Updating traditional regulatory tests for use with novel materials: Nanomaterial toxicity testing with Daphnia magna
Research output: Contribution to journal › Article
Colleges, School and Institutes
Nanomaterials (NMs) are being widely incorporated into a variety of fields such as medicine, cosmetics and electronics, due to the exceptional qualities provided by their small size and high surface area to volume ratio. Increased use of NMs leads to their deposition into environmental waters where they interact with organisms such as the fresh water zooplankton Daphnia magna (D. magna). D. magna is an ideal candidate for fresh water toxicity testing and a central study species used by the Organization for Economic Cooperation and Development (OECD) which sets the gold standard for regulatory testing protocols. The ecotoxicity protocols using D. magna were originally designed for bulk chemicals though have been deemed acceptable for NM testing, despite NMs existing as suspensions rather than dissolved chemicals. These protocols fail to account for key exposure features of NMs such as the fact that the natural clearance processes in these organisms require food to push out previously accumulated matter, and that under realistic exposure scenarios, NMs will have acquired a biomolecule corona that changes their identity, stability, uptake and excretion. Thus, the lack of biomolecules added to the medium and lack of feeding can lead to significant over or underestimation of the amount of NMs taken up by, or retained within, D. magna leading to uncertainty of dose and ultimately miscalculation of NMs toxicity and the risks posed by these materials. Herein we present evidence to support the call for revised guidelines for D. Magna acute and chronic toxicity tests for hazard and risk assessment of NMs.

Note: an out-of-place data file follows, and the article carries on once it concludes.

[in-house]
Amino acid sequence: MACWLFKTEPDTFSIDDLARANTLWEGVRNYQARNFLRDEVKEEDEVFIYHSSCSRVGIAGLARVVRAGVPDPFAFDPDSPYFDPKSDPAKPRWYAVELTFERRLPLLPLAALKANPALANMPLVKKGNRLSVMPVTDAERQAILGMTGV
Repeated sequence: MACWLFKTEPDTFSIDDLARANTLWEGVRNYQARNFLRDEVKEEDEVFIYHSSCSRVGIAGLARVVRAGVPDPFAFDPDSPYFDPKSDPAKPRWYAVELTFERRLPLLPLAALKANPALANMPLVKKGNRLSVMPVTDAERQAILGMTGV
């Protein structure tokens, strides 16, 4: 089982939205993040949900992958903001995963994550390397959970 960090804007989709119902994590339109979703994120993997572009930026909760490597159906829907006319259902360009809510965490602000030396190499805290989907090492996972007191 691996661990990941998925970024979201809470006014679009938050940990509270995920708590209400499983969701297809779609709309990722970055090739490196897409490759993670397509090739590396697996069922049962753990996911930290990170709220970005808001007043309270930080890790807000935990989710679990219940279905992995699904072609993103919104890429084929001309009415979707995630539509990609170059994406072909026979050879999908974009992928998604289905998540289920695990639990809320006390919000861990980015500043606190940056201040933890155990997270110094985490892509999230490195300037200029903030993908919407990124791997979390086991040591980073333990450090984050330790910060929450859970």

|Early online date||5 Jun 2019|
|Publication status||Published - Oct 2019|